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Americans Feeling Better (But Not Good) about the Economy

by Ruy Teixeira

There’s no doubt Americans are feeling better about the economy these days, probably driven as much by recently falling gas prices as anything else. But “better” doesn’t mean “good”. Consider these data from recent Gallup polls:

1. While 39 percent now term economic conditions excellent or good–the most since May of 2005–61 percent still term conditions only fair or poor.

2. Similarly, 37 percent now say economic conditions are getting better which is, again, the most positive reading since May. But that’s 19 points below the 56 percent who still think conditions are getting worse.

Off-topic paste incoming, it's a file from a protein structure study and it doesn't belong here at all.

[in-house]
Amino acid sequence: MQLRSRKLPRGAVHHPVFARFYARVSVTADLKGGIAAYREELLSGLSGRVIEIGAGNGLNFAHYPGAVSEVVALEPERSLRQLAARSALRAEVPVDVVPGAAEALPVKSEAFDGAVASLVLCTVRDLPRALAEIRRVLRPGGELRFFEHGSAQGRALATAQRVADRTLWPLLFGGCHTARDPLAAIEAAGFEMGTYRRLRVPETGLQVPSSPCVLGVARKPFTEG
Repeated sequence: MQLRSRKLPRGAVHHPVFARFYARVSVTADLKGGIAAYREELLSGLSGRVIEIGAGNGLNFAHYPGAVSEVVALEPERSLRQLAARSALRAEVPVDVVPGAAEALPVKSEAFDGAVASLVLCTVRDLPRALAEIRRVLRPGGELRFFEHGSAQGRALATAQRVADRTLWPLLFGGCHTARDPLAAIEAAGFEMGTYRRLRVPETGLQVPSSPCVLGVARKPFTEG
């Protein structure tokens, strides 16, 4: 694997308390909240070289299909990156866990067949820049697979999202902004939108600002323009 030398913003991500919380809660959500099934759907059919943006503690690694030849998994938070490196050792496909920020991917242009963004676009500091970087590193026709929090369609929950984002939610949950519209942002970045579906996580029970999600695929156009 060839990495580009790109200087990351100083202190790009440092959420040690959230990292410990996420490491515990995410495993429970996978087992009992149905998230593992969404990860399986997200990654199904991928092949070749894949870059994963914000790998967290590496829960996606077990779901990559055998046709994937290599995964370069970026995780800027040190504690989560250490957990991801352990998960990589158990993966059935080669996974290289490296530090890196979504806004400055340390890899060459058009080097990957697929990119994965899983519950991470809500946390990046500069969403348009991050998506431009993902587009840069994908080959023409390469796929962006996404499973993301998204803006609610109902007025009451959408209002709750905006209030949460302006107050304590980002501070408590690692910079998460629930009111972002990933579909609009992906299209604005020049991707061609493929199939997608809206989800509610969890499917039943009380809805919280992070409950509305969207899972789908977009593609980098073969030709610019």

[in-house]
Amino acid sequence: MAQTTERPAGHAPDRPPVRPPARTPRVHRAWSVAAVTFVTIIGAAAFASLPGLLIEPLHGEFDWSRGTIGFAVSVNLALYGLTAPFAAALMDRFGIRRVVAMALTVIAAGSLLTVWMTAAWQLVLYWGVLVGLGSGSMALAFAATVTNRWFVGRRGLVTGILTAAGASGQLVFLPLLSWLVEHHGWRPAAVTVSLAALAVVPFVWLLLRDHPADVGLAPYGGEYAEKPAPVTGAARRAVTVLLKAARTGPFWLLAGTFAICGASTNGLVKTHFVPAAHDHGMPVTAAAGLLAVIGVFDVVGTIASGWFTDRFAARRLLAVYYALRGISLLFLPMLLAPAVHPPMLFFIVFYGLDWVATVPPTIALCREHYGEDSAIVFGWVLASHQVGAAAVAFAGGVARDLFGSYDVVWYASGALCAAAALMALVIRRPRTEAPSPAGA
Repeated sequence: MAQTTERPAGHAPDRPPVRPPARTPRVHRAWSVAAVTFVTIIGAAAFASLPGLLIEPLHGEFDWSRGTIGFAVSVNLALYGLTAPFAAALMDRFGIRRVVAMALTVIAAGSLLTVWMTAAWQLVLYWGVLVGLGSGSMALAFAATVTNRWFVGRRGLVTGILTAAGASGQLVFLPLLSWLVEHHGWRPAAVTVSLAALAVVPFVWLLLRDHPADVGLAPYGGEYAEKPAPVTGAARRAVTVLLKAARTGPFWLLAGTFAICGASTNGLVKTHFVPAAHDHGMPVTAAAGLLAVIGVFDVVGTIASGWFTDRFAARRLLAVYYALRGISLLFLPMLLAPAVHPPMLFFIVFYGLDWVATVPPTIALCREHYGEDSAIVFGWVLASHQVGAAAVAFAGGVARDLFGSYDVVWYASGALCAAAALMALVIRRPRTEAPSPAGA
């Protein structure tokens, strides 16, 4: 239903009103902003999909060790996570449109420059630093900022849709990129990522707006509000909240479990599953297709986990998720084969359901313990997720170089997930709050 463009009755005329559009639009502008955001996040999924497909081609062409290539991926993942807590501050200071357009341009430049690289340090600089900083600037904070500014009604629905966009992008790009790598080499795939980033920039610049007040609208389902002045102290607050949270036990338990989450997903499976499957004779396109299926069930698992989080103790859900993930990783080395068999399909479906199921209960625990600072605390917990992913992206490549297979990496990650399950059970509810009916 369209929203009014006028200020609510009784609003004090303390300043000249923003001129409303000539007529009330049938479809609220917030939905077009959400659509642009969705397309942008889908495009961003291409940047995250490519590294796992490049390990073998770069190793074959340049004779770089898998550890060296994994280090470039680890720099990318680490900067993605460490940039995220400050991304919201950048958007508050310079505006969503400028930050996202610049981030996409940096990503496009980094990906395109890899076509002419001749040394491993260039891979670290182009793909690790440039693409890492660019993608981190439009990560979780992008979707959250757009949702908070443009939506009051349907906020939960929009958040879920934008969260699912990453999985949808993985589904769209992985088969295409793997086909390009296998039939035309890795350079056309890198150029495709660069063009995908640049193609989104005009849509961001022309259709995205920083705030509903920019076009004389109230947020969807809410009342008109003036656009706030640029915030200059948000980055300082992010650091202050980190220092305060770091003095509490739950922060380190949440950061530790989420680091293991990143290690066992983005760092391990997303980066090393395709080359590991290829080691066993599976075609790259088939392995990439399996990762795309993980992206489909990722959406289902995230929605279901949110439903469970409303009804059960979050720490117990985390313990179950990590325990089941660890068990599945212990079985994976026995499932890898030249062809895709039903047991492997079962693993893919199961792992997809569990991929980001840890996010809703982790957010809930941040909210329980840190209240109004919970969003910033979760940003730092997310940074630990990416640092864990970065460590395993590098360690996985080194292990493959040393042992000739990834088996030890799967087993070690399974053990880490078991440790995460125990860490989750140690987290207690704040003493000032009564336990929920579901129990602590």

3. Two-fifths now say it’s a good time to find a quality job–this time, the best showing since June of last year. But 56 percent still say it’s a bad time to find such a job.

Also note the comparison to the last part of the Clinton years–when the economy was doing much, much better than it is today or has at any time in the Bush years. In the 1998-2000 period, 60-74 percent of the public routinely termed economic conditions excellent or good and 50-69 percent typically reported that conditions were getting better, running 12-46 points ahead of those saying conditions were getting worse.

My, how times have changed. And not for the better